It turns out that there was a government initiative to find women of marriageable age and ship them out to colonise Australia:

(Despatch from the Earl of Aberdeen to Sir R. Bourke; dated Downing-street, 17 Feb. 1835)

Caroline Franklyn

Estimated Birth Year:   abt 1816     
Age:    17
Port of Departure:      London
Port of Arrival:          Port Jackson, New South Wales
Voyage Arrival Date:    17 Dec 1833
Vessel Name:    Layton

Background of Caroline Franklyn

The marriage registration says nothing about parents or origins. However increasing amounts of data about immigration to Australia have become available through the World Wide Web. New South Wales, Australia, Unassisted Immigrant Passenger Lists, 1826-1922

Average age was said to be 20, and diligent efforts made to ensure they were of good character; any of them under 30 had an assisted passage of sorts. This makes me wonder again about the status of Caroline.
The presence of some 40 women who managed to travel without giving surnames also makes me wonder about the supposed guarantee of good character.
It seems that Caroline and her fellow emigrants were wretched, ill-fed and poorly treated by their tyrannical superintendent (The Times ran sizeable articles about this in the summer of 1834, and spoke harshly of the Emigration Committee). The Committee had to take due note:

(Emigration Committee Room, 30 Dec 1834)

Free inhabitants in West Philadelphia in the County of Philadelphia,
State of Pennsylvania […] 16th Day of September 1850

Alexander Duncan


37  M   Bookkeeper   1600      Scotland

Caroline Duncan          32   F                         England

Caroline Duncan          10   F                         N.S.Wales     /
Agnes         9   F                         N.S.Wales     /
Eliza         8   F                         England         /
Grace         6   F                         New York


Franklin         5   M                         Pennsylvania  /
Kate         2   F                             Pennsylvania

"1600" is the "Value of real estate owned", presumably dollars. The oblique strokes belong to a column "Attended school within the year". Free presumably means the census excluded slaves.

The US 1850 Census (16 Sep 1850) allows a reconstruction of the family's movements in the following years, via the order of the children's birthplaces. In New York births, marriages and deaths were not recorded at the time. However John found them in the Pennsylvania Census data:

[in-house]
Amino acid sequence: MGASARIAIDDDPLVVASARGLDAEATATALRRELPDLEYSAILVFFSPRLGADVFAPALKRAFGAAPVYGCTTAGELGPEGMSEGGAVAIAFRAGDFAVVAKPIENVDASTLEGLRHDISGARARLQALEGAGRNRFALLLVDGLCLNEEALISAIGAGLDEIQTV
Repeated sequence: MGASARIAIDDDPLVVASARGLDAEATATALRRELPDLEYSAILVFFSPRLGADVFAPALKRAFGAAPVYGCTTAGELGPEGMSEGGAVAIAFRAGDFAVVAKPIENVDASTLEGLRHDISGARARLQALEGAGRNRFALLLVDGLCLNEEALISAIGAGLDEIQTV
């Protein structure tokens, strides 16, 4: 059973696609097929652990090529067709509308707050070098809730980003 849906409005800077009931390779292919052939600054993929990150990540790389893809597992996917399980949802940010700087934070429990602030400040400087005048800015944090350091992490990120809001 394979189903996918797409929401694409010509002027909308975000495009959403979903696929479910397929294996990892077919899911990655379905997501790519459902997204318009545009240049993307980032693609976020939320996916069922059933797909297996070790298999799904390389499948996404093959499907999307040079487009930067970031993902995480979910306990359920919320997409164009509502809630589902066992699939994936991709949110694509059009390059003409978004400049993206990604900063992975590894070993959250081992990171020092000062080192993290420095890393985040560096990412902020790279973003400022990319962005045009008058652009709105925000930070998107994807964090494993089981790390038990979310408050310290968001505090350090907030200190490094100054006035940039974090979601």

# New South Wales Government. Inward passenger lists. Series 13278, Reels 399-560, 2001-2122, 2751. State Records Authority of New South Wales. Kingswood, New South Wales, Australia.
# New South Wales Government. Reports of vessels arrived (or Shipping reports). Series 1291, Reels 1263-1285, 2851. State Records Authority of New South Wales. Kingswood, New South Wales, Australia.
Unassisted immigrants are individuals whose passages were NOT subsidized or paid for by another person or through another agency. This collection is composed of two different series of records. They are:    (1) Inward Passenger Lists, (2) Reports of vessels arrived (or Shipping reports); however (1) did not start until 1854.
Port Jackson contains Sydney Harbour.

Details of the Layton:

Caroline Franklyn

died 4th of June 1887

in Croydon, Victoria, Australia.



Alexander Duncan

on 21 October


in Sydney, Australia; they had (at least)
8 children, among them

Grace Duncan


Grace Robertson

's mother

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Family history Müller - Humphreys


:  As John Humphreys found out, a baptism record at St Mary's Church,


(then in


, now very much London) shows Caroline Elizabeth, daughter of Edmund and Caroline Franklyn,

baptised September 15th 1816


born "Jany 30th"

; abode of the family was given as Locksfield and the father's "quality, trade or profeffion" was "mefsenger". Caroline's parents

Edmund Franklyn


Caroline Perry

were married at the Church of St George the Martyr in Southwark on 24th April 1815 "by consent of Wm Perry her father"

Wedding advertisement in The Sydney Gazette and New South Wales Advertiser, Tue 29 Nov 1836:

At St. James's Church, by the Rev. R. Cartwright, Mr. Alexander Duncan, of Sydney, to Caroline, eldest daughter of the late Mr. Edmund Franklyn, London.

Picture below:
St James Church, Sydney,
designed by the New South Wales Government Architect Francis Greenway.
In the collection of the National Library of Australia (Lithograph by Robert Russell, C.1836).
The Church is at the western end of King Street.